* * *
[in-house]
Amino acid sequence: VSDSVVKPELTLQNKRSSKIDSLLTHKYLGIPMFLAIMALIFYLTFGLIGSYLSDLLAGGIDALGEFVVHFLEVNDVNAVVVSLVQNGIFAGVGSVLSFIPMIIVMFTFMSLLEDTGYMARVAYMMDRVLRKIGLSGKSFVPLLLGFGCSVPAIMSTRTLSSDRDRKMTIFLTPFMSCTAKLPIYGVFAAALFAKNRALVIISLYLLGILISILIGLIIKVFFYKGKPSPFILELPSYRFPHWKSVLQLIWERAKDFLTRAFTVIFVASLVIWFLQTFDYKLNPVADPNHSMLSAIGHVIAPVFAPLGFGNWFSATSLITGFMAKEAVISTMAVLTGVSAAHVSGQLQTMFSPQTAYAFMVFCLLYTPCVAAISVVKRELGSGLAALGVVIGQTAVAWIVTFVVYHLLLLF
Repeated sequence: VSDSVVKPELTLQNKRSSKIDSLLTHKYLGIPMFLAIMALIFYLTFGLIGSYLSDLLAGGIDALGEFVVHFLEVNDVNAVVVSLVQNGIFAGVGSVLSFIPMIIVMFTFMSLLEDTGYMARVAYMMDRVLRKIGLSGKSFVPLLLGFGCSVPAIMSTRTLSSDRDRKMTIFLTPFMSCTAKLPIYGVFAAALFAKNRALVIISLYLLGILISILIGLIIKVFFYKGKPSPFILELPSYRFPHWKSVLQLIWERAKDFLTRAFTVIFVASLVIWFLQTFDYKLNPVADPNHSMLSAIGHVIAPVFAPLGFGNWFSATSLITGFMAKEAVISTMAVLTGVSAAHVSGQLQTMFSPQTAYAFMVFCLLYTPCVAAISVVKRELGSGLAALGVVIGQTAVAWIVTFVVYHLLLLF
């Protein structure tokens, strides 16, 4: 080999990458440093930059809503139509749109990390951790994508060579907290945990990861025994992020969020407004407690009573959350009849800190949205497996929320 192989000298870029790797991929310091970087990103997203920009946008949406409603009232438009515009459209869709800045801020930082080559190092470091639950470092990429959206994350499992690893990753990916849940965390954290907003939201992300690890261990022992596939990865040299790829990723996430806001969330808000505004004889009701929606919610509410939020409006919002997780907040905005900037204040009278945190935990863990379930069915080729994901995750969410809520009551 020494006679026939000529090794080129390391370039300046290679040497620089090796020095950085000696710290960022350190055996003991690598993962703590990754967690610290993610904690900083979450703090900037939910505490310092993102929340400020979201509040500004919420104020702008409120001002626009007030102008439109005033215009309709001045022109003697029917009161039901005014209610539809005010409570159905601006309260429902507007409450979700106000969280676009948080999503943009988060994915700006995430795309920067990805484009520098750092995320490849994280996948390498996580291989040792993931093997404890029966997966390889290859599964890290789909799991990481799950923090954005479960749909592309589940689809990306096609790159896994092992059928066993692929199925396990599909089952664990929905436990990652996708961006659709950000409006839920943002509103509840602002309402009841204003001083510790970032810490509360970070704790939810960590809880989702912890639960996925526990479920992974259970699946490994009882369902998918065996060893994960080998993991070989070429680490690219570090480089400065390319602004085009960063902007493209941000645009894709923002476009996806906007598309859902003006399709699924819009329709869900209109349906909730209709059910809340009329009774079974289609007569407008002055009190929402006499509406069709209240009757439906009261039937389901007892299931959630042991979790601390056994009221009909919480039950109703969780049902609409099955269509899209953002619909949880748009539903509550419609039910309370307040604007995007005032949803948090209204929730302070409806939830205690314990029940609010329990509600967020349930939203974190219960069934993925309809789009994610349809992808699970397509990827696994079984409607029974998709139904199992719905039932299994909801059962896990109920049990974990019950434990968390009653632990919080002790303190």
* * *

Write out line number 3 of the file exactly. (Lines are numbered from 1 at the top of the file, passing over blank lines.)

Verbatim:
Repeated sequence: VSDSVVKPELTLQNKRSSKIDSLLTHKYLGIPMFLAIMALIFYLTFGLIGSYLSDLLAGGIDALGEFVVHFLEVNDVNAVVVSLVQNGIFAGVGSVLSFIPMIIVMFTFMSLLEDTGYMARVAYMMDRVLRKIGLSGKSFVPLLLGFGCSVPAIMSTRTLSSDRDRKMTIFLTPFMSCTAKLPIYGVFAAALFAKNRALVIISLYLLGILISILIGLIIKVFFYKGKPSPFILELPSYRFPHWKSVLQLIWERAKDFLTRAFTVIFVASLVIWFLQTFDYKLNPVADPNHSMLSAIGHVIAPVFAPLGFGNWFSATSLITGFMAKEAVISTMAVLTGVSAAHVSGQLQTMFSPQTAYAFMVFCLLYTPCVAAISVVKRELGSGLAALGVVIGQTAVAWIVTFVVYHLLLLF